Double Oscar-winning actress Hilary Swank stars in this 10-part space drama about humanity’s first-ever mission to Mars. She plays American astronaut Emma Green, whose captaincy is brought into question after a mishap on the way to the moon and her husband (The Good Wife’s Josh Charles) is hospitalised after collapsing at home.
Penny Dreadful and Pure Genius creator Andrew Hinderaker’s latest slice of high-concept television is a lavish looking, 10-part space drama with the heart and soul to match. Hinderaker and co-writer Jessica Goldberg (The Path, Parenthood) offer up thought-provoking conundrums, intimate struggles and complicated characters amongst the thrilling set-pieces.
CHALLENGER: THE FINAL FLIGHT (NETFLIX)
This four-part documentary series takes a look at the events that led up to and the aftermath of the destruction of the Space Shuttle Challenger in January 1986.
“We get perhaps the most comprehensive and humanized version of events yet, featuring rare archival footage; recollections of journalists; thoughtful profiles of each of the seven crew members, and insightful, deeply moving interviews with surviving family as well as some of the principal figures in the launch, including some who are haunted to this day,” wrote the Chicago Sun-Times’ Richard Roeper.
Criminal season 2 is now streaming on Netflix.
One of Netflix’s best dramas of 2019 is back for a second season. Set entirely in adjoining interrogation and observation rooms, each episode focuses on the cat and mouse games that go on between those being held for questioning and those whose job it is to “find the perpetrator of a crime”.
In such a claustrophobic environment, each “dance” takes centrestage, with both sides attempting to use deceit and manipulation to get the upper-hand, which will either result in formal charges being laid, or those under suspicion walking away. Those in the spotlight this time include Kit Harington’s real estate agent, Sophie Okonedo’s housewife (whose husband has been accused of murder) and Sharon Horgan’s vigilante.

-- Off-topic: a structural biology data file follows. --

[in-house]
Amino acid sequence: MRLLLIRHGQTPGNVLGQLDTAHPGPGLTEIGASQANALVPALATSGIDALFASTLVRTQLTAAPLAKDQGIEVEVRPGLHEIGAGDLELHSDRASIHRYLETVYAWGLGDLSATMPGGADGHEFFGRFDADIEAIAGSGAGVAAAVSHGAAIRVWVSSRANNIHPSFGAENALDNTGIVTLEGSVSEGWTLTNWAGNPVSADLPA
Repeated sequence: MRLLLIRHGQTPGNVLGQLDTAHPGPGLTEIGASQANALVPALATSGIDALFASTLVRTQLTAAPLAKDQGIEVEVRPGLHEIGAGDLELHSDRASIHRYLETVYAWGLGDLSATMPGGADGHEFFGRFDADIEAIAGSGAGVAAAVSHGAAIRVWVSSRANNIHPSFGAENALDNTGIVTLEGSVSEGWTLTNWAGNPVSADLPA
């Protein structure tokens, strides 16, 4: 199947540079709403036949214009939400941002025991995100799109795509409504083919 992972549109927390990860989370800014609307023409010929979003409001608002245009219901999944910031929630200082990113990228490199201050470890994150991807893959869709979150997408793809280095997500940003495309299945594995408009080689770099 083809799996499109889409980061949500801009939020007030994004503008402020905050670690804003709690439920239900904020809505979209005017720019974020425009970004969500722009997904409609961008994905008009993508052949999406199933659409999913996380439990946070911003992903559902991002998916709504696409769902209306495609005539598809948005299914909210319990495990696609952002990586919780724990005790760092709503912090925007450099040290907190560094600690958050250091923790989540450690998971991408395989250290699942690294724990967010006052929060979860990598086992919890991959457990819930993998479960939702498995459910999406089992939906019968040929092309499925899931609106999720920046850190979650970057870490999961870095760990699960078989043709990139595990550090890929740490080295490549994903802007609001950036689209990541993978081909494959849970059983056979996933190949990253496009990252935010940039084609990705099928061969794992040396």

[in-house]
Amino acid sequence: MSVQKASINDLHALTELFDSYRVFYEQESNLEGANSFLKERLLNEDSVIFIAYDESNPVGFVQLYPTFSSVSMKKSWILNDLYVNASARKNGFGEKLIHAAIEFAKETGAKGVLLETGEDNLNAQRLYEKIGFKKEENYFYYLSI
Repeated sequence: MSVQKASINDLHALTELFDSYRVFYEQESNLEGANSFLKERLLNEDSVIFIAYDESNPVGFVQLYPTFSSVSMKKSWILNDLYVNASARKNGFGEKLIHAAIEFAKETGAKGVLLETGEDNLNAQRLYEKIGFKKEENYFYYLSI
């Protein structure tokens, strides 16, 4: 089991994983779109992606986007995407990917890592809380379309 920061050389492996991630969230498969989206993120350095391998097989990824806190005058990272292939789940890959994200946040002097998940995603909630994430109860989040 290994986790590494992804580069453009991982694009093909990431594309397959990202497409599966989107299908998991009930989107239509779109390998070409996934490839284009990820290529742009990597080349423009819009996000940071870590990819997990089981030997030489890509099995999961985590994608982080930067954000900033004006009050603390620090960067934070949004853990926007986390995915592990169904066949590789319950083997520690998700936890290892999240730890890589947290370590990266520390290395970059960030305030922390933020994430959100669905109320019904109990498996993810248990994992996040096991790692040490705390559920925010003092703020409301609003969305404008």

THE GOES WRONG SHOW (AMAZON PRIME VIDEO)
Inspired by Mischief Theatre’s award-winning Broadway and West End stage shows, this six-part BBC series sees the well-meaning amateurs of the Cornley Dramatic Society taking on a variety of half-hour plays. But whether it is a horror story, wartime drama, legal thriller, period romance, deep south melodrama or Christmas fable, every week sets collapse, special effects fail and actors forget their lines.
“Obviously things going wrong is funny, but the main pleasure in the chaos is the sheer precision of it,” wrote The Guardian’s Tim Dowling.
Amazon Prime Video
The Goes Wrong Show is now streaming on Amazon Prime Video
KEEPING FAITH (ACORN)
Broadchurch and Doctor Who star Eve Myles stars in this eight-part BBC thriller about a fun-loving lawyer who is drawn into a complicated mystery after her husband leaves for work one day and never gets there. While searching for clues as to what happened, she becomes the prime suspect in his disappearance.
Described by The Guardian as “like Big Little Lies relocated to rural Wales”, it won Myles a Bafta for her performance.
Part police procedural, part fantastical underworld relationship drama, as the Chicago Tribune’s Nina Metz puts it, “Lucifer is a sardonic half-grin in TV form starring Tom Ellis [Miranda] in the title role”. This fifth season picks up where season four ended.
“Lucifer decides that he has to go back to Hell because the demons are rising up and planning on taking over humanity and there’s only one person that they’ll listen to, and that’s him,” Ellis told the Tribune.. “So heartbreakingly he decides to leave Chloe” – the police detective with whom he’s smitten – “just as she tells him that she loves him.”
The Third Day is now screening on SoHo and Neon.
THE SECRETS SHE KEEPS (TVNZ ONDEMAND)
Downton Abbey‘s Laura Carmichael and The Hunting’s Jessica De Gouw star in this six-part Australian drama about two women who have a chance encounter in a Sydney supermarket. They come from vastly different backgrounds, but they have one thing in common – explosive secrets that could destroy everything they hold dear. “With a complex screenplay and exceptional cast… [this] is a credible, nail-biting drama,” wrote The Guardian’s Luke Buckmeister.
THE THIRD DAY (NEON)
Brought to us by the evil genius who gave the world Utopia, this six-part rural horror offers some of the most unsettling, unnerving and unrelenting drama you’ll see on a screen this year. A social worker-turned-garden-centre-owner with troubles of his own, Sam (Jude Law) ends up on the isolated island of Osea after accidentally stumbling across a young woman’s suicide attempt.
Director Marc Munden makes terrific use of reflections, changes in light and Law’s permanently furrowed brow to keep the audience on the edge of their seat. Clever framing and sometimes woozy hand-held camera work also keep the viewer off-kilter and draws you into Sam’s “plight”, although Kelly’s twisty turny script throws in plenty of red herrings, misdirections and an overall sense that things might not be quite what they seem.